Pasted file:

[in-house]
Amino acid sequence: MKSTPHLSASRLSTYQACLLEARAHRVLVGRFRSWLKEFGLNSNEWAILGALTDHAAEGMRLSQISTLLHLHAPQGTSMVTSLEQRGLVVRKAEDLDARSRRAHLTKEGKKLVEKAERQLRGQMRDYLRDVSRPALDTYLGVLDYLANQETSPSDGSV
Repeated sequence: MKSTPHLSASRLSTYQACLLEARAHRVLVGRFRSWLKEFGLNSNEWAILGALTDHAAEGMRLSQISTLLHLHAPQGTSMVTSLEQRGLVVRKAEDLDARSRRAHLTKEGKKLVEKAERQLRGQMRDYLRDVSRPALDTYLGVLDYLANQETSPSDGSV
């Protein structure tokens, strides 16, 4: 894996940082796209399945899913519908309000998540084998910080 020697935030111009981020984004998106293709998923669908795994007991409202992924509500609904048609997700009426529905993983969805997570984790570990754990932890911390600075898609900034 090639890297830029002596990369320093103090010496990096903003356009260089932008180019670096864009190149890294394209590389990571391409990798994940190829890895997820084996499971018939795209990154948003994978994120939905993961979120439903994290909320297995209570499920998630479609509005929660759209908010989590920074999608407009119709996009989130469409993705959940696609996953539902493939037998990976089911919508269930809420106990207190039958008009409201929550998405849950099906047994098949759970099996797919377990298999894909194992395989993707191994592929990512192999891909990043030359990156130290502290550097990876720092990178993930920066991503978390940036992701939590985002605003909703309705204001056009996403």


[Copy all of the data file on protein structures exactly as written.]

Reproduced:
[in-house]
Amino acid sequence: MKSTPHLSASRLSTYQACLLEARAHRVLVGRFRSWLKEFGLNSNEWAILGALTDHAAEGMRLSQISTLLHLHAPQGTSMVTSLEQRGLVVRKAEDLDARSRRAHLTKEGKKLVEKAERQLRGQMRDYLRDVSRPALDTYLGVLDYLANQETSPSDGSV
Repeated sequence: MKSTPHLSASRLSTYQACLLEARAHRVLVGRFRSWLKEFGLNSNEWAILGALTDHAAEGMRLSQISTLLHLHAPQGTSMVTSLEQRGLVVRKAEDLDARSRRAHLTKEGKKLVEKAERQLRGQMRDYLRDVSRPALDTYLGVLDYLANQETSPSDGSV
């Protein structure tokens, strides 16, 4: 894996940082796209399945899913519908309000998540084998910080 020697935030111009981020984004998106293709998923669908795994007991409202992924509500609904048609997700009426529905993983969805997570984790570990754990932890911390600075898609900034 090639890297830029002596990369320093103090010496990096903003356009260089932008180019670096864009190149890294394209590389990571391409990798994940190829890895997820084996499971018939795209990154948003994978994120939905993961979120439903994290909320297995209570499920998630479609509005929660759209908010989590920074999608407009119709996009989130469409993705959940696609996953539902493939037998990976089911919508269930809420106990207190039958008009409201929550998405849950099906047994098949759970099996797919377990298999894909194992395989993707191994592929990512192999891909990043030359990156130290502290550097990876720092990178993930920066991503978390940036992701939590985002605003909703309705204001056009996403």